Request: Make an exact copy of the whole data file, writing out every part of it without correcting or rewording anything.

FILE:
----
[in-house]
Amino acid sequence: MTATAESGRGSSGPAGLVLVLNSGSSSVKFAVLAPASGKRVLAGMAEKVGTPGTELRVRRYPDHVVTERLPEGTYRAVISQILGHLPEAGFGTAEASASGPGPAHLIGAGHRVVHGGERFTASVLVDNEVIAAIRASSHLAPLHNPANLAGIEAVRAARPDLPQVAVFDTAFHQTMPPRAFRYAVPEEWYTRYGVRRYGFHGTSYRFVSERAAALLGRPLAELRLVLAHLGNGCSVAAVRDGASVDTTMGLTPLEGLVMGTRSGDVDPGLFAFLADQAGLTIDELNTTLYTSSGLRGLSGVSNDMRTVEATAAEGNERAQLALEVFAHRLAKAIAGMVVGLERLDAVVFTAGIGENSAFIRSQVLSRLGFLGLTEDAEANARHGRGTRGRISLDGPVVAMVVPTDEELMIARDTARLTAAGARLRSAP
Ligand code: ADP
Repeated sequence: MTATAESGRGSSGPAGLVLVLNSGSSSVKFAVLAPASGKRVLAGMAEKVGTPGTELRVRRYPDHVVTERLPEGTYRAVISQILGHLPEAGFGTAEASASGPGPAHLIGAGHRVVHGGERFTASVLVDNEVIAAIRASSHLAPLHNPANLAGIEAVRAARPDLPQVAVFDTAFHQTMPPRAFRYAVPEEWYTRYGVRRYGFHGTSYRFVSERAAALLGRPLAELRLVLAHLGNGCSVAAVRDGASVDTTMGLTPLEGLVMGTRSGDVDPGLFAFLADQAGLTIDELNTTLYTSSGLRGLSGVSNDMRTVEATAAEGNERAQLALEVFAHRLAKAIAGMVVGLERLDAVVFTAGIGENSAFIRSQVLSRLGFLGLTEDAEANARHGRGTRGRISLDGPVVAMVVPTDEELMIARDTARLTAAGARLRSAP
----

[in-house]
Amino acid sequence: MTATAESGRGSSGPAGLVLVLNSGSSSVKFAVLAPASGKRVLAGMAEKVGTPGTELRVRRYPDHVVTERLPEGTYRAVISQILGHLPEAGFGTAEASASGPGPAHLIGAGHRVVHGGERFTASVLVDNEVIAAIRASSHLAPLHNPANLAGIEAVRAARPDLPQVAVFDTAFHQTMPPRAFRYAVPEEWYTRYGVRRYGFHGTSYRFVSERAAALLGRPLAELRLVLAHLGNGCSVAAVRDGASVDTTMGLTPLEGLVMGTRSGDVDPGLFAFLADQAGLTIDELNTTLYTSSGLRGLSGVSNDMRTVEATAAEGNERAQLALEVFAHRLAKAIAGMVVGLERLDAVVFTAGIGENSAFIRSQVLSRLGFLGLTEDAEANARHGRGTRGRISLDGPVVAMVVPTDEELMIARDTARLTAAGARLRSAP
Ligand code: ADP
Repeated sequence: MTATAESGRGSSGPAGLVLVLNSGSSSVKFAVLAPASGKRVLAGMAEKVGTPGTELRVRRYPDHVVTERLPEGTYRAVISQILGHLPEAGFGTAEASASGPGPAHLIGAGHRVVHGGERFTASVLVDNEVIAAIRASSHLAPLHNPANLAGIEAVRAARPDLPQVAVFDTAFHQTMPPRAFRYAVPEEWYTRYGVRRYGFHGTSYRFVSERAAALLGRPLAELRLVLAHLGNGCSVAAVRDGASVDTTMGLTPLEGLVMGTRSGDVDPGLFAFLADQAGLTIDELNTTLYTSSGLRGLSGVSNDMRTVEATAAEGNERAQLALEVFAHRLAKAIAGMVVGLERLDAVVFTAGIGENSAFIRSQVLSRLGFLGLTEDAEANARHGRGTRGRISLDGPVVAMVVPTDEELMIARDTARLTAAGARLRSAP